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Chicago crime prevention can involve businesses: Editorial – Crain’s Chicago Business

Chicago business leaders are rightly worried about the surge of crime that’s rocked the city’s neighborhoods and recently spilled over onto the streets of downtown. Nearly every day—and certainly every weekend—brings word of carnage that shocks the people who live and work in this town and further damages our global reputation.

Fortunately, there’s more business leaders can do about it than wring their hands and complain.

Three organizations—Chicago CRED, READI Chicago and Communities Partnering 4 Peace—are working together to reduce gun violence, and preliminary data indicates they may have struck on a formula that works. What they need now, of course, is money. But they need even more than that: They seek partners in the business community who are willing to work with them to provide employment opportunities to people who are trying to turn their lives around.

In a conversation with Crain’s editors and reporters Sept. 23, leaders of these three groups explained that their goal now is to take an intervention program that’s shown promise in pockets of the city and scale it up. What does “scale” look like? Well, it’s believed that there are about 20,000 individuals in the city of Chicago responsible for the lion’s share of the gang and gun violence that’s rattled us all—a fairly amazing observation when you get right down to it. Twenty-thousand people. In a city of 2.7 million. And the people who specialize in violence prevention—from the police to the street-level activists responding to the crisis—pretty much know who they are.

The coalition of violence prevention experts who met with Crain’s argue their method of reaching these individuals has shown major results. Just as an example, preliminary research on the READI program from the University of Chicago Crime Lab shows participants at-risk for gun violence stay engaged​ in the program and have 79% fewer arrests for shootings and homicides compared with a randomized control group with similar backgrounds who do not get services from READI. Similarly, a study for Chicago CRED conducted by the Northwestern Neighborhood & Network Initiative (N3) shows the number of fatal and nonfatal gunshot injuries across CRED participants in the Roseland neighborhood decreased 50% and arrests for violent crimes decreased 48% in the 18 months after joining the program. Similar N3 research on the Communities Partnering 4 Peace program finds participants have lower rates of victimization and violent arrests after 18 months in the program.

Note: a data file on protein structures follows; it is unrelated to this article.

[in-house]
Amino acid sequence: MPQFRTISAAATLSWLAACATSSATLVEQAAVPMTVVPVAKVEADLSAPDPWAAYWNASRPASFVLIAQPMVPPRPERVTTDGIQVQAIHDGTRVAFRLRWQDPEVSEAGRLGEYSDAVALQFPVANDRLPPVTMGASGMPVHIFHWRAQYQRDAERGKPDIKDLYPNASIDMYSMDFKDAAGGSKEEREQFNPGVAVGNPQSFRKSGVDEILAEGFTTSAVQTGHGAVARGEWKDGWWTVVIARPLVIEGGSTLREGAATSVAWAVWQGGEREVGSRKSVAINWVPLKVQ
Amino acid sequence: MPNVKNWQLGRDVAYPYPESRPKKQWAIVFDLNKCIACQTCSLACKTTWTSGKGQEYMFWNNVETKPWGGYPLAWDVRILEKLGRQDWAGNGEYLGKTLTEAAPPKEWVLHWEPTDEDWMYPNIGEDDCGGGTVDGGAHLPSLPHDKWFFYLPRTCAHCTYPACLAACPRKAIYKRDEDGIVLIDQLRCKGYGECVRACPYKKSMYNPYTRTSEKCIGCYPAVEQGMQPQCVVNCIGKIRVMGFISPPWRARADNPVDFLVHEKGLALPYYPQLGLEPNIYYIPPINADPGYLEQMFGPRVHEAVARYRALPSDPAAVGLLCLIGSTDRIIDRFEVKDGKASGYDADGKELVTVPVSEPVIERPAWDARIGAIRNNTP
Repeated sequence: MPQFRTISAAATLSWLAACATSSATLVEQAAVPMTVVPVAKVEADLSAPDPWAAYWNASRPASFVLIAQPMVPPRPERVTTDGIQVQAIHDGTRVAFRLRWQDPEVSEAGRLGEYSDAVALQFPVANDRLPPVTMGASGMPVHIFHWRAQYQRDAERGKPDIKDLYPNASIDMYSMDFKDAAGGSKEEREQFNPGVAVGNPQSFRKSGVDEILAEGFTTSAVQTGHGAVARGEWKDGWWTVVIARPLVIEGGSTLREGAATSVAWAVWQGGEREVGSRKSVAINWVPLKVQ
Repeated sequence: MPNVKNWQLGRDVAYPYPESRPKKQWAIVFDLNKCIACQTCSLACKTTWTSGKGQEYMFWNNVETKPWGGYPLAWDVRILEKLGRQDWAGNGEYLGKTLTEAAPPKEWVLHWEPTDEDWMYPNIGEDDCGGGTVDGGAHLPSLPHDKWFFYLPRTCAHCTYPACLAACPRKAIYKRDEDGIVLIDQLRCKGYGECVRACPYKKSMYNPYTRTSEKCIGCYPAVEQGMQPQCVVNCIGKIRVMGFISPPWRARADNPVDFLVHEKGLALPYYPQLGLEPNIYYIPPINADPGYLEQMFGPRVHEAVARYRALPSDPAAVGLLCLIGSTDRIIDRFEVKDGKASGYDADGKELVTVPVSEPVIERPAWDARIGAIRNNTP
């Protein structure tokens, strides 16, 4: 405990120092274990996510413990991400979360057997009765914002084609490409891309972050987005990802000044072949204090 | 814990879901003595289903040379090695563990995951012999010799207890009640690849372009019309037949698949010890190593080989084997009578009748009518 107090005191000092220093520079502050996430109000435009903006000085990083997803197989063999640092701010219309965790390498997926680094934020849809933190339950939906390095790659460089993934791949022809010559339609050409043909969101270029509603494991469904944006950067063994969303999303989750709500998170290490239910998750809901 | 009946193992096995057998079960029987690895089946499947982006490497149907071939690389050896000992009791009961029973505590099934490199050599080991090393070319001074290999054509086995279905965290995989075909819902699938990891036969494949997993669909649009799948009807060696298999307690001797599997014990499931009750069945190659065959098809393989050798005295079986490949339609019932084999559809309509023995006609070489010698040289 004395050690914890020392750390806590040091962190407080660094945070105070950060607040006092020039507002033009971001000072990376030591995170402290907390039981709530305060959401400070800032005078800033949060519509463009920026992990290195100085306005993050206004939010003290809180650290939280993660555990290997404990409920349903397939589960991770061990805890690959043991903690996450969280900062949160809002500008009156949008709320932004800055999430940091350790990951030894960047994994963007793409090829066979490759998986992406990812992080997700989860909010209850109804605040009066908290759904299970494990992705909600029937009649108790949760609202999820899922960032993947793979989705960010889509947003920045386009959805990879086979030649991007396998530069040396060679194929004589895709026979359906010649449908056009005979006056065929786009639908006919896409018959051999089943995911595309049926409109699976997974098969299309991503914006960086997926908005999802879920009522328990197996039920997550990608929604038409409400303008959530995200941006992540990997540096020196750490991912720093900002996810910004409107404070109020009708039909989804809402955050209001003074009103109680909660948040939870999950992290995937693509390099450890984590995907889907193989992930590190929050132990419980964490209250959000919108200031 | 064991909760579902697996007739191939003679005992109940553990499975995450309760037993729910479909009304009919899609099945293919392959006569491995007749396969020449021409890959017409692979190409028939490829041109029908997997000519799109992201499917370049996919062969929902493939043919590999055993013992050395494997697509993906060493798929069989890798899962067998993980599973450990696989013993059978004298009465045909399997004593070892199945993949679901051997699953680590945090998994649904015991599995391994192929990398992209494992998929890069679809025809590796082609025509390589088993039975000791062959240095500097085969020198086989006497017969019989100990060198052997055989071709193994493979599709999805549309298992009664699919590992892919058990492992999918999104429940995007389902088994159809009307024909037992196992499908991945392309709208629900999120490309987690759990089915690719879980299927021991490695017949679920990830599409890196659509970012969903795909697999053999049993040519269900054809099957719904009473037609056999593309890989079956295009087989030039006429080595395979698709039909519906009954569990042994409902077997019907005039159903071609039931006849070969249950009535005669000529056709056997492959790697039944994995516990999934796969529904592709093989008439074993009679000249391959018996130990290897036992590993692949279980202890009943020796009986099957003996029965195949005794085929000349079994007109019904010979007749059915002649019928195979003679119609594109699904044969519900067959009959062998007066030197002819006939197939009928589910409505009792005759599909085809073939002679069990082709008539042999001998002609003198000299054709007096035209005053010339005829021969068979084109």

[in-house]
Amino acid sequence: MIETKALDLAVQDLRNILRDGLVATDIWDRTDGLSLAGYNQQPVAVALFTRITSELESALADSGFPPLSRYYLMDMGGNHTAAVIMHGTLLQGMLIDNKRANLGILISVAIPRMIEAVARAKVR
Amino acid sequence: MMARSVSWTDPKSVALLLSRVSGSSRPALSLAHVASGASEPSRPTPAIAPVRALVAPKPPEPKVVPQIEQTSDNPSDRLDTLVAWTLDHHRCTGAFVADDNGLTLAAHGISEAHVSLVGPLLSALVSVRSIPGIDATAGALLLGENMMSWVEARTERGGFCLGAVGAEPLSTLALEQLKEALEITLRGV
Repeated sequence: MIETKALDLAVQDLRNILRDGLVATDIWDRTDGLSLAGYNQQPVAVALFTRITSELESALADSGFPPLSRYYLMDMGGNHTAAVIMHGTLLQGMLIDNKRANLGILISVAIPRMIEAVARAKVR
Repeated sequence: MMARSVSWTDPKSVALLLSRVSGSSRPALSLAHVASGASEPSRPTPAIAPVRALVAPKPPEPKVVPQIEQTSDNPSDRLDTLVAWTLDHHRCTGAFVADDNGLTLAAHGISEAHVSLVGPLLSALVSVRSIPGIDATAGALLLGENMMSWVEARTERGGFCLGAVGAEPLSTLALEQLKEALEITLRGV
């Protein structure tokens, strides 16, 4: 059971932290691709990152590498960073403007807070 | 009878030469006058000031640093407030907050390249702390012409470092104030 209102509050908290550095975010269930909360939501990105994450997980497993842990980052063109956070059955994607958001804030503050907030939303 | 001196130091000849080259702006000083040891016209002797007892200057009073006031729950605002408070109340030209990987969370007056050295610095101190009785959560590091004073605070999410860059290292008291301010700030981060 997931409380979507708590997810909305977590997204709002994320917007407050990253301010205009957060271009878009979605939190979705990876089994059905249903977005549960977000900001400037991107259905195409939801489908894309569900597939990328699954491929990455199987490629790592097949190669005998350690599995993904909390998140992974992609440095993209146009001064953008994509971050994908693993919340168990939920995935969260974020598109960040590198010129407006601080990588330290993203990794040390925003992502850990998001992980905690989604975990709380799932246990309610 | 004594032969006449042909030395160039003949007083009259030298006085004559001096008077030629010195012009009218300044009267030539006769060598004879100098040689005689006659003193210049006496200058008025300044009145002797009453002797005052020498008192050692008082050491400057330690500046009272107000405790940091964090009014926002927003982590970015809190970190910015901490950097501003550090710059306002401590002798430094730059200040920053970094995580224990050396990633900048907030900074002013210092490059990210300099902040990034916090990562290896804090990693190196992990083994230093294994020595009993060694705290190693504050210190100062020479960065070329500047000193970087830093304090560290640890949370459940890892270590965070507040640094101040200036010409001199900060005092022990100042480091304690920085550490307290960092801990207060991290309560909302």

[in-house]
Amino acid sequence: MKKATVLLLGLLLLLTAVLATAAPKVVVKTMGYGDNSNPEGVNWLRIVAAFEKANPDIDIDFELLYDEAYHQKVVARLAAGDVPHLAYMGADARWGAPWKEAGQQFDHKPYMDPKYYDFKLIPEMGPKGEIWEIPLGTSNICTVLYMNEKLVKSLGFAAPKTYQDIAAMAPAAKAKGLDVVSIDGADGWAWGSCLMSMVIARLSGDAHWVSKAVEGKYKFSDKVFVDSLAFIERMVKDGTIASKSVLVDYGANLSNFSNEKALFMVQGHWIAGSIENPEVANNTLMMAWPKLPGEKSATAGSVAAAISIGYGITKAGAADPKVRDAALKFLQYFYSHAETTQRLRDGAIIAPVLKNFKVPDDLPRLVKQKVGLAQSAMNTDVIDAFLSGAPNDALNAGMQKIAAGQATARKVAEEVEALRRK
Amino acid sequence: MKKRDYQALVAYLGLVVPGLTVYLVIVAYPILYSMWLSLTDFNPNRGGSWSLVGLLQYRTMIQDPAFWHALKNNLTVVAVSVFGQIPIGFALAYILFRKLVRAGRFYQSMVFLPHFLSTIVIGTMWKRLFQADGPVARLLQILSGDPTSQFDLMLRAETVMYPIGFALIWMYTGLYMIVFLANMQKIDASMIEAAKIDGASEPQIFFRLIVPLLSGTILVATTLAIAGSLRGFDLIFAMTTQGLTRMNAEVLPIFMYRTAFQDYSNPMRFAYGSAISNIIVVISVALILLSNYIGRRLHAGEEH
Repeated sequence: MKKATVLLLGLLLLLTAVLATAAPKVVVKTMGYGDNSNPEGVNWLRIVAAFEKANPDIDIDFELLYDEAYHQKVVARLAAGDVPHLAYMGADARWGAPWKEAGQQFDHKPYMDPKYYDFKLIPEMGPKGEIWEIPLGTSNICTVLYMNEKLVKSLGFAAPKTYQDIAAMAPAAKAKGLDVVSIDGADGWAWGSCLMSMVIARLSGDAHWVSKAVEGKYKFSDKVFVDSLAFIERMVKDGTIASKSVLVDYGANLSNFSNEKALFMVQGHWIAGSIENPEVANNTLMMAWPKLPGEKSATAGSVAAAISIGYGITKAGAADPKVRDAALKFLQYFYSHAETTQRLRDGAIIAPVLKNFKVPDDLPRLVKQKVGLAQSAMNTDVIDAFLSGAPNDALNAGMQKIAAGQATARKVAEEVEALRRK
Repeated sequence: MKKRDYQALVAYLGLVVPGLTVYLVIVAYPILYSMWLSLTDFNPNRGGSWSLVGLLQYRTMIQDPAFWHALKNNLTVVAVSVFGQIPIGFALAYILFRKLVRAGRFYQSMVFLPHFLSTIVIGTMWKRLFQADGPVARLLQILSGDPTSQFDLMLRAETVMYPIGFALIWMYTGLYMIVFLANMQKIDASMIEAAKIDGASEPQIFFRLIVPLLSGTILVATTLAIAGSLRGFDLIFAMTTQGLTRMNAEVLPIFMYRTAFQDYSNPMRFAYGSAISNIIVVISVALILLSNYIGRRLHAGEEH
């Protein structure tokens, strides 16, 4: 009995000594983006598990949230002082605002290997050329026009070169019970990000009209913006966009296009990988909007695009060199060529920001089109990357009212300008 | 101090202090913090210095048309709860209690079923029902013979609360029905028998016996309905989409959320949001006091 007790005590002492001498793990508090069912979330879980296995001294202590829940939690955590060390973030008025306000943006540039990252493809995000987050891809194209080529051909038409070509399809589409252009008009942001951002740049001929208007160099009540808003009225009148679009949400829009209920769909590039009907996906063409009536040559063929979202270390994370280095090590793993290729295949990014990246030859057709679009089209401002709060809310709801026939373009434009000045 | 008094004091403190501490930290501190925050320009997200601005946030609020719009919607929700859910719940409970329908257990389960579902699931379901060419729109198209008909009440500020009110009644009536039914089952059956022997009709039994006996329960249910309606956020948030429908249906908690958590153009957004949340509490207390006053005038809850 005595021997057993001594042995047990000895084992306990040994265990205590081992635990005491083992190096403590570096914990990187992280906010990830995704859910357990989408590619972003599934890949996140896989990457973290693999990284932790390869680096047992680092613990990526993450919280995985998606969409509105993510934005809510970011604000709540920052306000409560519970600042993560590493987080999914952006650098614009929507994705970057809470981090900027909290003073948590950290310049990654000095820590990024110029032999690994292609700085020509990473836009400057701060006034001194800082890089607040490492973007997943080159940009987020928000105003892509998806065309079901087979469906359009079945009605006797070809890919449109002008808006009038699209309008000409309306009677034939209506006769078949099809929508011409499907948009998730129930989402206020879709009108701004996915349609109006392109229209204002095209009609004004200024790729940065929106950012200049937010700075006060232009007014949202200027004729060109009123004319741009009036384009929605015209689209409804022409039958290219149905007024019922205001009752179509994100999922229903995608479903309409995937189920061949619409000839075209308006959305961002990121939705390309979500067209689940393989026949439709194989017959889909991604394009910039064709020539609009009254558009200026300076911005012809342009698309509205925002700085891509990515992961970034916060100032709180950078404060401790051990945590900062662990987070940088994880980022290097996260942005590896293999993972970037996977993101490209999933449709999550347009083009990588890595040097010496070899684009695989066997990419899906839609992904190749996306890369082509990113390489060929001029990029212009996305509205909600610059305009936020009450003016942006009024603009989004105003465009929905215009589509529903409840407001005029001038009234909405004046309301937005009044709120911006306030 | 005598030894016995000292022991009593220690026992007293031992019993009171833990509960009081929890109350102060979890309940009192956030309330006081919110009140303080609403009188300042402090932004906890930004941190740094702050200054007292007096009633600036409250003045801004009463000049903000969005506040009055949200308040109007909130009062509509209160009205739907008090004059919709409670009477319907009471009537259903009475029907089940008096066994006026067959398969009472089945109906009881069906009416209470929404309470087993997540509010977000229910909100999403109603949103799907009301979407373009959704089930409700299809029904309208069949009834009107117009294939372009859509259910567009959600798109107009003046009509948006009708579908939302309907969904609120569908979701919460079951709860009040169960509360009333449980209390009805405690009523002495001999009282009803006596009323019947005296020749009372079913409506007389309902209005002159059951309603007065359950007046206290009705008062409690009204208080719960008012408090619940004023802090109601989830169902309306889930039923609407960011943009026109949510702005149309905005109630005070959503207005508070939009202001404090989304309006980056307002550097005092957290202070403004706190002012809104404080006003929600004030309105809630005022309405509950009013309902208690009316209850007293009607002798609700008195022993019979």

How do these organizations achieve results like this? By reaching out to at-risk people in their coverage area—a fraction of those 20,000 known originators of potential mayhem—and immersively and comprehensively meeting their needs, be it counseling to learn coping skills, guidance to identify better ways to handle conflict, assistance to complete abandoned educations, or training that prepares them for a job. And that end goal—gainful employment—can put food on the table, provide a roof over their heads and offer an alternative to a life of crime.

The activists reckon it would cost $400 million a year over five years to reach the 20,000-plus people in the city who really need this sort of intervention. That’s a far cry from the $135 million in federal funds the Lightfoot administration has earmarked in next year’s budget to fund anti-violence programs. In fact, as Crain’s columnist Greg Hinz points out, that $400 million investment is roughly what the mayor wants to spend on police next year. Asks Eddie Bocanegra, executive director of READI Chicago, “What’s been the return on investment from the police?”

What Bocanegra and his counterparts need now is for the private sector to seize this opportunity to support programs that appear to be working and could actually provide a road map toward a less violent future for the city. None of them would complain if a business leader reading this now were to write a big check to support their cause. But, in the teach-a-man-to-fish spirit that’s more likely to lead to lasting change, CEOs must be looking now for ways to create job opportunities for successful graduates of programs like READI Chicago, Chicago CRED and Communities Partnering 4 Peace. Employers including F.H. Paschen, Blommer Chocolate and DLA Piper, just to name a few, have already gotten the message. But more are needed. An investment in even one of these at-risk men can yield benefits that go well beyond a company’s bottom line. 

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